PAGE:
Article: EMIR and Non Financials. A "love to hate" relationship....

08 May 2013 | Maria Leontiou

A really good update by Herbert Smith Freehills LLP over at Lexology about EMIR and three areas of change that will mostly affect Non Financial counterparties and the way they use derivatives. Analysis is provided on clearing obligation , along with the thresholds and the hedging exemption, risk mitigation for non cleared trades and the reporting obligation. Check more details here. Maria L.


As previously mentioned, I don't believe there is a sound systemic risk rationale for exempting either corporates or sovereigns from bilateral margin, clearing or anything else (other than the effects of political lobbying). Exempts' OTC derivatives are a much bigger slice (maybe 30+%) of the net current and potential future counterparty exposures of banks than their open notionals (less than 10% of total notionals) might suggest. These counterparties today rarely put up initial margin and many sovereigns don't put up VM either when they are net out of the money. Thus they will be about 30% of the counterparty risk driven capital under Basel III and this percentage will increase over time as financial firms portfolios transition to being margined and/or cleared.Consequences include:- Disproportionate bilateral bank capital usage on a small fraction of OTC trading book- Aggregate imbalance in bank CCP facing risk given the exempt trade doesn't clear but the market risk hedge will clear causing CCP IM and default fund contribution and capital to be higher- Sovereign defaults / downgrades weigh even more heavily on banks.Possible outcomes:- Banks will likely seek ways to pass back the above additional capital costs to the exempt counterparties through trade pricing or other means or curtail trading with those counterparties leading to a loss of liquidity from the exempt participants perspective.- Exempts are incentivized to electively clear or put up bilateral initial margin anyway. Possible change:- It may make sense to keep the clearing exemption and simply include them in bilateral mandatory VM/IM rules.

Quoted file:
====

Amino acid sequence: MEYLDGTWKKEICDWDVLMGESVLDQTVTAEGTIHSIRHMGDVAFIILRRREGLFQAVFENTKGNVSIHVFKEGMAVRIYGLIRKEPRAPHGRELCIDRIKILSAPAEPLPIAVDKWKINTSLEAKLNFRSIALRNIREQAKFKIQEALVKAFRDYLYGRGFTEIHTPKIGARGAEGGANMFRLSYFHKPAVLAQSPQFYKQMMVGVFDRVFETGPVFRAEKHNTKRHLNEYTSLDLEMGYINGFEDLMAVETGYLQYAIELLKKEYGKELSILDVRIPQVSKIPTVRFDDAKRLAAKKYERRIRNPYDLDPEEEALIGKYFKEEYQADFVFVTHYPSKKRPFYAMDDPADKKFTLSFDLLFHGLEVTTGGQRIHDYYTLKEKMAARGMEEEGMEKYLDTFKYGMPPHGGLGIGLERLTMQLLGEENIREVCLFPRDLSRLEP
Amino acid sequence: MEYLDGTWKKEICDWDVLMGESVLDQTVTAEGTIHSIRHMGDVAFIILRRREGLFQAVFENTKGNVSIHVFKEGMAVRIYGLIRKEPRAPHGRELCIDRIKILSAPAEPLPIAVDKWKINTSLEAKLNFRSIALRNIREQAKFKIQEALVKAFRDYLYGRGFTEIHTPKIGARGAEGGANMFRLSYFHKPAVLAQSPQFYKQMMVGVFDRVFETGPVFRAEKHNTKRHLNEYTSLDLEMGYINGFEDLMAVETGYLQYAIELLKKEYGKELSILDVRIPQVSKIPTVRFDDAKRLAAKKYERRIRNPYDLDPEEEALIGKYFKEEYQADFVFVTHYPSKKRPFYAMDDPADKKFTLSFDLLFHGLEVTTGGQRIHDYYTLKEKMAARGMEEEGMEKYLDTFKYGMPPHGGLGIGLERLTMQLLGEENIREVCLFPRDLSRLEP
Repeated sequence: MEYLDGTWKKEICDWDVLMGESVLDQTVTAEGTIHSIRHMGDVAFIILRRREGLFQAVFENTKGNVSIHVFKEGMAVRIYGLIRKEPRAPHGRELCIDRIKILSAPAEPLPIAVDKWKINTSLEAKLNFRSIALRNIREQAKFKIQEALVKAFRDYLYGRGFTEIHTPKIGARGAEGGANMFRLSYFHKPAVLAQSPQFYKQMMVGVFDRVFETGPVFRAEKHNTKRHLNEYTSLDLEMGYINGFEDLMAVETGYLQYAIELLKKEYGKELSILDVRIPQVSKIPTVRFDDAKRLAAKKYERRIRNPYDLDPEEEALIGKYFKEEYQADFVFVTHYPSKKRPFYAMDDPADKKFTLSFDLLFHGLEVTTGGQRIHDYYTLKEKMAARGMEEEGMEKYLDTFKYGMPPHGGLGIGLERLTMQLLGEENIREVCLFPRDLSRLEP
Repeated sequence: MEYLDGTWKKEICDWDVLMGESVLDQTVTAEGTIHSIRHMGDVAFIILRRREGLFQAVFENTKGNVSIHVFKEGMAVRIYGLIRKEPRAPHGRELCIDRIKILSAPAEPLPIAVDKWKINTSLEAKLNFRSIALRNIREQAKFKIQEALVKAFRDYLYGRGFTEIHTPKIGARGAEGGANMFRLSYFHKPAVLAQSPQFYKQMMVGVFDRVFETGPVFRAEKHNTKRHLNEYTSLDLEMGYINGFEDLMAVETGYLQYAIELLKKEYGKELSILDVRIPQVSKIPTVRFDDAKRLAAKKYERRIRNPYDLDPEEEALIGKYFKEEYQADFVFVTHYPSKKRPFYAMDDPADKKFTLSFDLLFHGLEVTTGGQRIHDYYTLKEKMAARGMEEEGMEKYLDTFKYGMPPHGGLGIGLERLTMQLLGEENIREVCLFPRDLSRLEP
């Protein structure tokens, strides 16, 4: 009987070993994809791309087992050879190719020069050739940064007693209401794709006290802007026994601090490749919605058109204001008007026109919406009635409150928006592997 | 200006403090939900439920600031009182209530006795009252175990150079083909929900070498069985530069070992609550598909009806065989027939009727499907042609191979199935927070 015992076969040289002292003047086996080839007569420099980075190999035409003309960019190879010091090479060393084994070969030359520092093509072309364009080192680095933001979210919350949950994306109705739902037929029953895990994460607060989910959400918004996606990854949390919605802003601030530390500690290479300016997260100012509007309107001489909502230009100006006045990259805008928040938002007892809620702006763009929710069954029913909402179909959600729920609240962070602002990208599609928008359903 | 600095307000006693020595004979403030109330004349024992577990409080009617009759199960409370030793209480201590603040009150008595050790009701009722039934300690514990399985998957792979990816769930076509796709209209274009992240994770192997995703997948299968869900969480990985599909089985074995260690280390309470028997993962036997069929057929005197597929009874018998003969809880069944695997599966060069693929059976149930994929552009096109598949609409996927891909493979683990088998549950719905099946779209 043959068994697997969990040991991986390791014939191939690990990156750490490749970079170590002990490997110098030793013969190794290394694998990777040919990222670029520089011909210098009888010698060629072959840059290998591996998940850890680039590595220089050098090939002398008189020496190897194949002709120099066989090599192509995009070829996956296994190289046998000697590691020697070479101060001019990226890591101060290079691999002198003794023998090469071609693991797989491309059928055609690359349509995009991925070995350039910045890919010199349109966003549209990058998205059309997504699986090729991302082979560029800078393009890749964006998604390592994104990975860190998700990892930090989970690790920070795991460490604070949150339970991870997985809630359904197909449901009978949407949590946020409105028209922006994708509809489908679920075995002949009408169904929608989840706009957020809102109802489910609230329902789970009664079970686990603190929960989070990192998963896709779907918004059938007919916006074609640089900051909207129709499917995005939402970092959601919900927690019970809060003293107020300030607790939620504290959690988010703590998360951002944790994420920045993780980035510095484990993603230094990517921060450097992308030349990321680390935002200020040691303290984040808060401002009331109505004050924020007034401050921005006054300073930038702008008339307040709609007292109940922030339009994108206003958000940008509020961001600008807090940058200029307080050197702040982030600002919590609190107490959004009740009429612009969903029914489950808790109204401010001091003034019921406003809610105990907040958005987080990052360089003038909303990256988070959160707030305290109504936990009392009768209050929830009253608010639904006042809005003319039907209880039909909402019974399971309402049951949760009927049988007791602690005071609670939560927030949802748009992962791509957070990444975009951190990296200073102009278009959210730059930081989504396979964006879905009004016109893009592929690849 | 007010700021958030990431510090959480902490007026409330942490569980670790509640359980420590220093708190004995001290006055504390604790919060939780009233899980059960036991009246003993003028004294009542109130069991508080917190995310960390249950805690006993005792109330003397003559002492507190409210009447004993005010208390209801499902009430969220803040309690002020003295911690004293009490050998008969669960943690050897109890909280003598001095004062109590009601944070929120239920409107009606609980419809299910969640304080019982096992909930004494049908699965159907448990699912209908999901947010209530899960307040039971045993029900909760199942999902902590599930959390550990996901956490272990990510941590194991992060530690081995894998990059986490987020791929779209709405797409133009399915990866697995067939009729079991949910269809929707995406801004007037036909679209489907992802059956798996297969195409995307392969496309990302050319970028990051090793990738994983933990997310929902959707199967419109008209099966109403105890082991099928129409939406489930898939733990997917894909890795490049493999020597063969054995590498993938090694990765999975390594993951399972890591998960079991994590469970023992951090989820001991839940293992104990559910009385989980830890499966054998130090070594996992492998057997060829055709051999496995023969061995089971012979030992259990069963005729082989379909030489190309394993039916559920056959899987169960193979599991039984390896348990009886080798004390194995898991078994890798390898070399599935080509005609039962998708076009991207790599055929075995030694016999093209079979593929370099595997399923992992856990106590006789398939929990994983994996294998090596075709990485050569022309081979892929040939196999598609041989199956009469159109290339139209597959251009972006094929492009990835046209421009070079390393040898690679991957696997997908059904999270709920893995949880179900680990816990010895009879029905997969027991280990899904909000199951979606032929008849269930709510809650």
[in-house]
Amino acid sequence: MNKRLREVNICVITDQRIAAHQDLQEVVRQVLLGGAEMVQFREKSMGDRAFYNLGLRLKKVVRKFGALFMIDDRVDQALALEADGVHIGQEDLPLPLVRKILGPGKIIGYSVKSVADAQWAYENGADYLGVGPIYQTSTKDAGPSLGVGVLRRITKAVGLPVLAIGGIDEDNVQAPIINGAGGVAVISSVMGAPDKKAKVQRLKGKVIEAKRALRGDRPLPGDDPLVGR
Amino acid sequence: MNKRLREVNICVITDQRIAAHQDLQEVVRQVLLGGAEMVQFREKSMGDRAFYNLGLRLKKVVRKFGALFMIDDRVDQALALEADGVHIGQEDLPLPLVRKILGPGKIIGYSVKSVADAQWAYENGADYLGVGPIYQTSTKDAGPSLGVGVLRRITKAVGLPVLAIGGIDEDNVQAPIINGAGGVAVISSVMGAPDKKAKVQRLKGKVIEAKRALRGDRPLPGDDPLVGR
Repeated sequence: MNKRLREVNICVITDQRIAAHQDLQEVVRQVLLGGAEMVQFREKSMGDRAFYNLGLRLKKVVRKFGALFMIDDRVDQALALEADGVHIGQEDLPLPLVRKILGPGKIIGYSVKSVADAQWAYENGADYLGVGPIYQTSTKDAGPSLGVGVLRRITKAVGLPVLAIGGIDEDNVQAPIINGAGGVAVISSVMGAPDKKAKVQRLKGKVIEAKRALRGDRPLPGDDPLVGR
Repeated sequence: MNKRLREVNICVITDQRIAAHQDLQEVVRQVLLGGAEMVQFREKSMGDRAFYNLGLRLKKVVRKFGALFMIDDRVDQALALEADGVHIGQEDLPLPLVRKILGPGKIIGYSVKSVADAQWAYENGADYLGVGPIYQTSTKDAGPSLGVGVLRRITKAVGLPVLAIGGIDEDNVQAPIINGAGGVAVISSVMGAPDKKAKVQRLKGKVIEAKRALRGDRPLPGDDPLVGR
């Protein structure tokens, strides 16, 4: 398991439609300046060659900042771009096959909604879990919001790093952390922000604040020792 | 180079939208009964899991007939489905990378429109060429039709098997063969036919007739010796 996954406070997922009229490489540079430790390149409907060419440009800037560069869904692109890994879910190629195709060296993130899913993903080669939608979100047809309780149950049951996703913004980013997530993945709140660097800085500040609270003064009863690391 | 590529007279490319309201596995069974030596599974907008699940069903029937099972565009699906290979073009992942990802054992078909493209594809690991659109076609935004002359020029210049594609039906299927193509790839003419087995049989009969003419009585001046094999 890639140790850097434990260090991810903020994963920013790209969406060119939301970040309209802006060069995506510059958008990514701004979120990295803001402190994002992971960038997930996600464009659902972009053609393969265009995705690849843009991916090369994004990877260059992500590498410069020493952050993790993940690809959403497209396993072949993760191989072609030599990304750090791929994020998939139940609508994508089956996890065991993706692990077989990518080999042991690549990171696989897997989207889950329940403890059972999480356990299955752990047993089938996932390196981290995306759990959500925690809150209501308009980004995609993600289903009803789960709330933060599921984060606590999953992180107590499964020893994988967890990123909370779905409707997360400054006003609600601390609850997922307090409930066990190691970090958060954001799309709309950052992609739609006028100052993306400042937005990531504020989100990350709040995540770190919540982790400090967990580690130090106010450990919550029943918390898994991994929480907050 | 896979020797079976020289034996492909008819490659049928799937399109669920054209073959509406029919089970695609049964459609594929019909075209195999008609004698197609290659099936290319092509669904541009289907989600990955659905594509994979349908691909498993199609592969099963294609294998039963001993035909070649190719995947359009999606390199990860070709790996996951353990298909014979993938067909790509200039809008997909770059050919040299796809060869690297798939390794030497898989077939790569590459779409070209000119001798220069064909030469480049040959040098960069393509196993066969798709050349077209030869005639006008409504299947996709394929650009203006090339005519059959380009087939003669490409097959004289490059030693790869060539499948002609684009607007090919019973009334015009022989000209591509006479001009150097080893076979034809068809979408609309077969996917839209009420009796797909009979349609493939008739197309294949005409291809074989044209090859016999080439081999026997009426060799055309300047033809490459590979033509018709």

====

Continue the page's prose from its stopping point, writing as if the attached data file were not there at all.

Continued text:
I think these outcomes are very possible, although how much so for the second one depends on whether the uncleared bilateral margin rules are applied to corporates. The IOSCO paper is pushing against this so we will need to see what ESMA ends up implementing.